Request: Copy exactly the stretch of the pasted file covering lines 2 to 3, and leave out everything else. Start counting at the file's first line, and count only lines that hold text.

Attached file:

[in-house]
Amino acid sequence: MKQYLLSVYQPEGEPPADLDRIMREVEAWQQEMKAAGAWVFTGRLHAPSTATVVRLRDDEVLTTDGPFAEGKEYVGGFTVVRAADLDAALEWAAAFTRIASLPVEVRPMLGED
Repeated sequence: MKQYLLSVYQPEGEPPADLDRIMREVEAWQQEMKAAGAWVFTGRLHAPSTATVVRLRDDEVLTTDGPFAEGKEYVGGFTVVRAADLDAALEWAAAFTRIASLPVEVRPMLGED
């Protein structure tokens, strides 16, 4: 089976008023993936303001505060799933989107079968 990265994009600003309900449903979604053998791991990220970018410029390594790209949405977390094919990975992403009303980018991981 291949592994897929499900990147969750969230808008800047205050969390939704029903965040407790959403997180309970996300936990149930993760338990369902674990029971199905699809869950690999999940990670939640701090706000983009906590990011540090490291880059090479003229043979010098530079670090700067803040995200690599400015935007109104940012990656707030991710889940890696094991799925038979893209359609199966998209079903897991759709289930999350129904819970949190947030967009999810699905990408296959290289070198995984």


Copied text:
Amino acid sequence: MKQYLLSVYQPEGEPPADLDRIMREVEAWQQEMKAAGAWVFTGRLHAPSTATVVRLRDDEVLTTDGPFAEGKEYVGGFTVVRAADLDAALEWAAAFTRIASLPVEVRPMLGED
Repeated sequence: MKQYLLSVYQPEGEPPADLDRIMREVEAWQQEMKAAGAWVFTGRLHAPSTATVVRLRDDEVLTTDGPFAEGKEYVGGFTVVRAADLDAALEWAAAFTRIASLPVEVRPMLGED